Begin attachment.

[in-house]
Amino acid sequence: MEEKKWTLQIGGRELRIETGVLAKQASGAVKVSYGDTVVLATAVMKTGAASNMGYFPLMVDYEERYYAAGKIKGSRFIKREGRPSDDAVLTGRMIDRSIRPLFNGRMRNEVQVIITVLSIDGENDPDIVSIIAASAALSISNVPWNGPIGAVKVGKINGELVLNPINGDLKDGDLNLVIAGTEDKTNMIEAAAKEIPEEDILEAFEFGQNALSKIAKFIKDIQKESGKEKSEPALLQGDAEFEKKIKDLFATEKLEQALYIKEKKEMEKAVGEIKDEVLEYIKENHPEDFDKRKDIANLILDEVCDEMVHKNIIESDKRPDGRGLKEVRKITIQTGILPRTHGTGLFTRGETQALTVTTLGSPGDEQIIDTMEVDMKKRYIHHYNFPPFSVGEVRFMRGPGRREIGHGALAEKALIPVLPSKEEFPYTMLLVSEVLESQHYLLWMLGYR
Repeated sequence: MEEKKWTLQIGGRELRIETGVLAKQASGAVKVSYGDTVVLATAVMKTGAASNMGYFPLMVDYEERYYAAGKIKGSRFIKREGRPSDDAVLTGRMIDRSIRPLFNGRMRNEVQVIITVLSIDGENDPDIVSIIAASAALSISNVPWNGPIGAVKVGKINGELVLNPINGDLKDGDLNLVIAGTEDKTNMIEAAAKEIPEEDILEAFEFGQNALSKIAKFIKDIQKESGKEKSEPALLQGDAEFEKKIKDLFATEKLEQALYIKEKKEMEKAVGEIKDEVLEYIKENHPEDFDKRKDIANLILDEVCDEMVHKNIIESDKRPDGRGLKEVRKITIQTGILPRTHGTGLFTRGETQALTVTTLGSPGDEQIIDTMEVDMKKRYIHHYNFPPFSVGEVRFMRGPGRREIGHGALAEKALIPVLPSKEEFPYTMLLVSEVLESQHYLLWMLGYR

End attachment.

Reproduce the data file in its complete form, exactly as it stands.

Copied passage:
[in-house]
Amino acid sequence: MEEKKWTLQIGGRELRIETGVLAKQASGAVKVSYGDTVVLATAVMKTGAASNMGYFPLMVDYEERYYAAGKIKGSRFIKREGRPSDDAVLTGRMIDRSIRPLFNGRMRNEVQVIITVLSIDGENDPDIVSIIAASAALSISNVPWNGPIGAVKVGKINGELVLNPINGDLKDGDLNLVIAGTEDKTNMIEAAAKEIPEEDILEAFEFGQNALSKIAKFIKDIQKESGKEKSEPALLQGDAEFEKKIKDLFATEKLEQALYIKEKKEMEKAVGEIKDEVLEYIKENHPEDFDKRKDIANLILDEVCDEMVHKNIIESDKRPDGRGLKEVRKITIQTGILPRTHGTGLFTRGETQALTVTTLGSPGDEQIIDTMEVDMKKRYIHHYNFPPFSVGEVRFMRGPGRREIGHGALAEKALIPVLPSKEEFPYTMLLVSEVLESQHYLLWMLGYR
Repeated sequence: MEEKKWTLQIGGRELRIETGVLAKQASGAVKVSYGDTVVLATAVMKTGAASNMGYFPLMVDYEERYYAAGKIKGSRFIKREGRPSDDAVLTGRMIDRSIRPLFNGRMRNEVQVIITVLSIDGENDPDIVSIIAASAALSISNVPWNGPIGAVKVGKINGELVLNPINGDLKDGDLNLVIAGTEDKTNMIEAAAKEIPEEDILEAFEFGQNALSKIAKFIKDIQKESGKEKSEPALLQGDAEFEKKIKDLFATEKLEQALYIKEKKEMEKAVGEIKDEVLEYIKENHPEDFDKRKDIANLILDEVCDEMVHKNIIESDKRPDGRGLKEVRKITIQTGILPRTHGTGLFTRGETQALTVTTLGSPGDEQIIDTMEVDMKKRYIHHYNFPPFSVGEVRFMRGPGRREIGHGALAEKALIPVLPSKEEFPYTMLLVSEVLESQHYLLWMLGYR